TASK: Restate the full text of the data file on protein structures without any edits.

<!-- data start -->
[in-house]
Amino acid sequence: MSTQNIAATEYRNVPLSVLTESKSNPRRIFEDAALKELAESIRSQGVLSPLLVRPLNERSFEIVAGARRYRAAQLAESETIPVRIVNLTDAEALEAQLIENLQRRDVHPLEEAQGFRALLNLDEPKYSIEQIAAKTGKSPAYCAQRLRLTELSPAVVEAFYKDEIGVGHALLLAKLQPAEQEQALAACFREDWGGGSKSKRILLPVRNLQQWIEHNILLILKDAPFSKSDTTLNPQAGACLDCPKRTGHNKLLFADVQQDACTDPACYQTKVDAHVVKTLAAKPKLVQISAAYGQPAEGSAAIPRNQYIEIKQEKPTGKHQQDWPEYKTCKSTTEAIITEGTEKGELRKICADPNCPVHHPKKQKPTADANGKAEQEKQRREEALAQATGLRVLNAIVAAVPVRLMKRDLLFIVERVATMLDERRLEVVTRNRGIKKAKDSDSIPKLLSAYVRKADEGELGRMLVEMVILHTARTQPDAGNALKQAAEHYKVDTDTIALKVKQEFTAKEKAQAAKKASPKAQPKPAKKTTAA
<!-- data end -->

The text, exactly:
[in-house]
Amino acid sequence: MSTQNIAATEYRNVPLSVLTESKSNPRRIFEDAALKELAESIRSQGVLSPLLVRPLNERSFEIVAGARRYRAAQLAESETIPVRIVNLTDAEALEAQLIENLQRRDVHPLEEAQGFRALLNLDEPKYSIEQIAAKTGKSPAYCAQRLRLTELSPAVVEAFYKDEIGVGHALLLAKLQPAEQEQALAACFREDWGGGSKSKRILLPVRNLQQWIEHNILLILKDAPFSKSDTTLNPQAGACLDCPKRTGHNKLLFADVQQDACTDPACYQTKVDAHVVKTLAAKPKLVQISAAYGQPAEGSAAIPRNQYIEIKQEKPTGKHQQDWPEYKTCKSTTEAIITEGTEKGELRKICADPNCPVHHPKKQKPTADANGKAEQEKQRREEALAQATGLRVLNAIVAAVPVRLMKRDLLFIVERVATMLDERRLEVVTRNRGIKKAKDSDSIPKLLSAYVRKADEGELGRMLVEMVILHTARTQPDAGNALKQAAEHYKVDTDTIALKVKQEFTAKEKAQAAKKASPKAQPKPAKKTTAA